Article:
Long Term Government Bonds
One of the most common bond funds that is followed by the fixed income community, is the TLT ETF. The TLT is designed to track the performance of the long term US Government bond market (US Government Bonds with 20 or more years until maturity). That means the bonds held by the fund have no credit risk, but lots of duration/interest rate risk. The duration of the TLT is around 17 years, which means that a 1% move in interest rates results in a 17% move in the price of the fund. (Learn more about bond duration.)
As you can see from the chart below the TLT has traded as high as $131.88 and as low as 121.01 based on close of day prices.
So in a worst case scenario where you bought at the highest point and sold at the lowest, you would have lost around 8.2% in the TLT. While this is a very large loss, as we will see below, it is actually not representative of what the average bond investor would have experienced.
Learn more about Government Bond Funds
Intermediate Government Bonds
Now let’s take a look at the IEF ETF, which tracks the intermediate term treasury market (treasuries with 7 to 10 years until maturity). The duration of this fund is around 7.3 years. As you can see from the chart below, the IEF has traded as high as 109.71 and as low as 106.59 over that same time period.
So in a worst case scenario where you bought at the highest point and sold at the lowest you would have lost around 2.8%.
What’s the Lesson we can learn from these two charts?
- When investing in individual bonds or bond funds that hold bonds with a long time until maturity, small moves in interest rates can have a dramatic effect on prices.
- While government bonds are free from credit risk, they are still exposed to interest rate risk. The move in the last 30 days has wiped out the interest paid on the IEF for the entire year, and several years worth of interest for those investors in the TLT.
The Intermediate Term Corporate Bond Market
If you look at the charts above for both instruments however, they tell a different story. Intermediate term government bonds, as represented by the IEF, have had a pretty steady march downward over the last 30 days. Intermediate term investment grade corporate bonds on the other hand, have seen most of their price decline in the last two weeks.
The reason why is that Interest rates on US Government bonds have been rising in large part due to investors increased optimism about the US economy and global. As investors become more optimistic they move money out of “safe haven” assets like treasury securities and put them to work in “risk” assets such as corporate bonds and stocks. So while interest rates in the investment grade corporate bond market have also risen, they have not risen as much as interest rates on comparable US Government bonds.
For those of you who have read our articles on credit spreads, this is another way of saying that the credit spread between corporate bonds and government bonds has narrowed.
Learn More about Credit Spreads
The Total US Investment Grade Bond Market
Next let’s take a look at the BND, which is an ETF which tracks the Total US investment grade bond market. This includes US Government bonds, Mortgage Backed Securities and Corporate bonds. It’s duration is around 5 years. As you can see from the chart below over the last 30 days the BND has been as high as $85.17 and as low as $84.09.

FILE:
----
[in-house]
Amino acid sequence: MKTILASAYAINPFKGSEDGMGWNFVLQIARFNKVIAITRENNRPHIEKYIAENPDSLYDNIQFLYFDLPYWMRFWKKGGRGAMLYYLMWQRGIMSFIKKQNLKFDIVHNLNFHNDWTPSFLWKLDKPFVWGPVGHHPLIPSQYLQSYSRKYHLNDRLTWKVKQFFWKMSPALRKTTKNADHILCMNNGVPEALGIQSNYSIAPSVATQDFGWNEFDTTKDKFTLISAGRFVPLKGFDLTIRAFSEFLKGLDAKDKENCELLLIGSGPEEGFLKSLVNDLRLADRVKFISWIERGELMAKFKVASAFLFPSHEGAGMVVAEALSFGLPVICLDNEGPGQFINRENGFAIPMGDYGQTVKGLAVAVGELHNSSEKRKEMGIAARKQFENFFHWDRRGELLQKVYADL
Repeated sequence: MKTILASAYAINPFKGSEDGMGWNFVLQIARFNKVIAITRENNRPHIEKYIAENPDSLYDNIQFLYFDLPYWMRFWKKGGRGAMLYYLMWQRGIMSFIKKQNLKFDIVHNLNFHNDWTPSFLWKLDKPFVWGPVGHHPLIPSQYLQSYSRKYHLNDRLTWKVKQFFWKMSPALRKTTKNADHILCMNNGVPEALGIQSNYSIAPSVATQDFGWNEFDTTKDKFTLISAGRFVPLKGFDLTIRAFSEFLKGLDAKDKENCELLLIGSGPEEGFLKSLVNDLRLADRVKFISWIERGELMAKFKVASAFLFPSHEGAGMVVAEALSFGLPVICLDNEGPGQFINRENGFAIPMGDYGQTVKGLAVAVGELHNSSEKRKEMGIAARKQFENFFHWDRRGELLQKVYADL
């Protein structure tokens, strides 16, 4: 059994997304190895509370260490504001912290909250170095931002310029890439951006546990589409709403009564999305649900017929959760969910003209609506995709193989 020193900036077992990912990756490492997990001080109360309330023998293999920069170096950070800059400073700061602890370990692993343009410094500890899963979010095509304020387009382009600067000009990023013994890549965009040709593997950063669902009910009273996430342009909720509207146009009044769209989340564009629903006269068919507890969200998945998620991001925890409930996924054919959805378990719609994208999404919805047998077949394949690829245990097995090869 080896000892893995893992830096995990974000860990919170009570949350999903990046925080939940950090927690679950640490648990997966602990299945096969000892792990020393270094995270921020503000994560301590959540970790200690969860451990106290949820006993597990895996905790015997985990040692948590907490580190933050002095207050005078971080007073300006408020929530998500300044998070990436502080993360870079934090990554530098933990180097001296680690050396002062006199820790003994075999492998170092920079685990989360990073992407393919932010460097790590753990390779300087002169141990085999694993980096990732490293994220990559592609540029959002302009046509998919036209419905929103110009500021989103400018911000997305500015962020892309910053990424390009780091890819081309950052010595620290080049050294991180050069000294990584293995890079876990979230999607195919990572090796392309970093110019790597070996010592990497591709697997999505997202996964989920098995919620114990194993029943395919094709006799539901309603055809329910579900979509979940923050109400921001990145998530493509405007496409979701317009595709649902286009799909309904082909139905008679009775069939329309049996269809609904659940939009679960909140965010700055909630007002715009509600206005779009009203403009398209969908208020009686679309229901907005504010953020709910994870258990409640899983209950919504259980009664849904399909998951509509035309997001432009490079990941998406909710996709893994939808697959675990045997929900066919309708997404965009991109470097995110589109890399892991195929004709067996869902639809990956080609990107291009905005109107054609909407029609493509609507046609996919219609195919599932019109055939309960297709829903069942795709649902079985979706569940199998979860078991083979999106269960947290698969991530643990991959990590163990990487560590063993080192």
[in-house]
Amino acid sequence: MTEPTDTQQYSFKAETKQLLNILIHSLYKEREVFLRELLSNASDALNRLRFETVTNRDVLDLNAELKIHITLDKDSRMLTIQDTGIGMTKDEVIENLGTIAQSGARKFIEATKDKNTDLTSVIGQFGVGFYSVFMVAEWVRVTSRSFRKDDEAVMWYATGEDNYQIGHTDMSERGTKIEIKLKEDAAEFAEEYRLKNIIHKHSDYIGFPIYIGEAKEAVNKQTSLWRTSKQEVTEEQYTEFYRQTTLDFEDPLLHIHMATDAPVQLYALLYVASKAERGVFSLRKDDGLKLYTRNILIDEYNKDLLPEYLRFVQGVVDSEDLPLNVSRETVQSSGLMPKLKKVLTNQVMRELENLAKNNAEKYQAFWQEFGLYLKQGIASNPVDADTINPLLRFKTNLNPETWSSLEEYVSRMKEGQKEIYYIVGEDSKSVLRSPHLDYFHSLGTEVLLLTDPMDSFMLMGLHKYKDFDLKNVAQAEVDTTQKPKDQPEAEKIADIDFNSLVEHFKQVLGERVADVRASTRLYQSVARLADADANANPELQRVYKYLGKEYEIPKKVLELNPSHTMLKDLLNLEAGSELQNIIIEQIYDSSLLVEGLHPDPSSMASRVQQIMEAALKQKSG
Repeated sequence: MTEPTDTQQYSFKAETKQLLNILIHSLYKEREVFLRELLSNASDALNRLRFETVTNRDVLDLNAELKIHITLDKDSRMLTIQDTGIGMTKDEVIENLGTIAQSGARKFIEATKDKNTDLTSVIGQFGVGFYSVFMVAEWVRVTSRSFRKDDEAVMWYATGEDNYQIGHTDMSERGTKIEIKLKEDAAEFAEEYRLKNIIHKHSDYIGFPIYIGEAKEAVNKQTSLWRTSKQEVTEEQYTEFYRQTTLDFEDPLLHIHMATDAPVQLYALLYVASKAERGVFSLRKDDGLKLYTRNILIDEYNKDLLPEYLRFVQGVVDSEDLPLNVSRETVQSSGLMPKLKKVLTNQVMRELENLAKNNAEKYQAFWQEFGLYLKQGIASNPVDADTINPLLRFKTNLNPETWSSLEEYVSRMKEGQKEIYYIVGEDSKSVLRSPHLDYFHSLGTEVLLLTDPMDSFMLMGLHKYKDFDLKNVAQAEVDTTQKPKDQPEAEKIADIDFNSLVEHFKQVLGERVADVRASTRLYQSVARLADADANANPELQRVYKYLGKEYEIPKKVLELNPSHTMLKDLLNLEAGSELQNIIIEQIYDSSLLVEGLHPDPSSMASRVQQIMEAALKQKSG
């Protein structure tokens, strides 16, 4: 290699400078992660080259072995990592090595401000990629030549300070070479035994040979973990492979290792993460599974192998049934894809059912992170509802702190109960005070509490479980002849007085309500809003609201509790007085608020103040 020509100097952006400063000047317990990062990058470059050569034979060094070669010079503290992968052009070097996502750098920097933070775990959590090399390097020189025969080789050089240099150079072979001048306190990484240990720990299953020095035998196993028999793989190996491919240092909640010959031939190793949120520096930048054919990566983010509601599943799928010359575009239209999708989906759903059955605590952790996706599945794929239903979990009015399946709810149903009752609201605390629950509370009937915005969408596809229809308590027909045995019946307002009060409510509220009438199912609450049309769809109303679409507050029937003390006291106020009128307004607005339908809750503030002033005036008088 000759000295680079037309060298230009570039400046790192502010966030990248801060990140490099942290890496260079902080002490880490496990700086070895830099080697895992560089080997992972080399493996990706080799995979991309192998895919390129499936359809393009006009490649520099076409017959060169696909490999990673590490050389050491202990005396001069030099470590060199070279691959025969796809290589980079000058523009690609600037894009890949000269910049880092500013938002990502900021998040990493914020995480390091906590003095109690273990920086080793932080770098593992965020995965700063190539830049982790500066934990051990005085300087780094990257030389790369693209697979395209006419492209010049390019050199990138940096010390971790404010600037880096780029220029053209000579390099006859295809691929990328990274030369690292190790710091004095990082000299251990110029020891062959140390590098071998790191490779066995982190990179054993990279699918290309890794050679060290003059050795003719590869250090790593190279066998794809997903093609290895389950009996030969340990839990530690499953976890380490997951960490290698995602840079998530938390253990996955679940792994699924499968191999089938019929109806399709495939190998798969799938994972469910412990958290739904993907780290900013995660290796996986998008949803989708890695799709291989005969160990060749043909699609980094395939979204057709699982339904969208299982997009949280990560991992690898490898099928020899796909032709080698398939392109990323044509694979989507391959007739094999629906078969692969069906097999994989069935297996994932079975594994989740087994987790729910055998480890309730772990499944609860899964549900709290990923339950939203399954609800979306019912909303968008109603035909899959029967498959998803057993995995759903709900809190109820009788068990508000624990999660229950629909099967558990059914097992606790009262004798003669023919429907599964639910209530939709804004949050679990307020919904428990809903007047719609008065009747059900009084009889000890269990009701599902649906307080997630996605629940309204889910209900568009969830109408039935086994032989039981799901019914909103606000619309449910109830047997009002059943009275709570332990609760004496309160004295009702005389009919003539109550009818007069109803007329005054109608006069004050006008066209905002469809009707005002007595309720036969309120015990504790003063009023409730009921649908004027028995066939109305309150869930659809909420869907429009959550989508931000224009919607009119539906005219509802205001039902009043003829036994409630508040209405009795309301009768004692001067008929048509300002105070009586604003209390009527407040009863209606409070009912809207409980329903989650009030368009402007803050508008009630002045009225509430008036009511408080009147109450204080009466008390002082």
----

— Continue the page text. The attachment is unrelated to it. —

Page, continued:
So in a worst case scenario where you bought at the highest point and sold at the lowest you would have lost around 1.3%.
What can we learn from this?
You can see the effects of the lower duration and diversification across the entire investment grade universe at play here.
Learn more about Bond Mutual Funds
The High Yield Corporate Bond Market
Next let’s take a look at the HYG, which is a Bond ETF which tracks the high yield bond market. Its duration is around 4 years. As you can see from the chart below the HYG ETF has actually risen in value over the last 30 days from a low of 89.95 to as high as 91.70.
This is a perfect example of how in terms of price movements, high yield bonds have more in common with the equity market than they do with the bond market (you can learn more about why here) . The high yield bond market has benefited from the same forces which helped out investment grade corporate bonds, but to a much greater degree. Because high yield bonds have much more credit risk than investment grade bonds, their price will rise and fall much more dramatically when market optimism and risk perceptions change.
Learn more about Junk Bonds
The Investment Grade Municipal Bond Market
Lastly let’s take a look at a chart of the MUB which tracks the price movements in the investment grade, tax exempt municipal bond market. Its duration is around 6.3 years. As you can see from the chart below the highest the MUB has been in the last 30 days is 111.83 and the lowest its been is 110.87.
So in a worst case scenario where you bought at the highest point and sold at the lowest you would have lost around .85%.
What can we learn from this?
Investment grade municipal bonds tend to move in the same direction as US Government bonds, however with a bit less volatility.
The Bottom Line
Not all bonds are created equal, which is true even when looking at the same type of bonds with different maturities. When investing in bonds it is just as important to pay attention to interest rate risk as credit risk.
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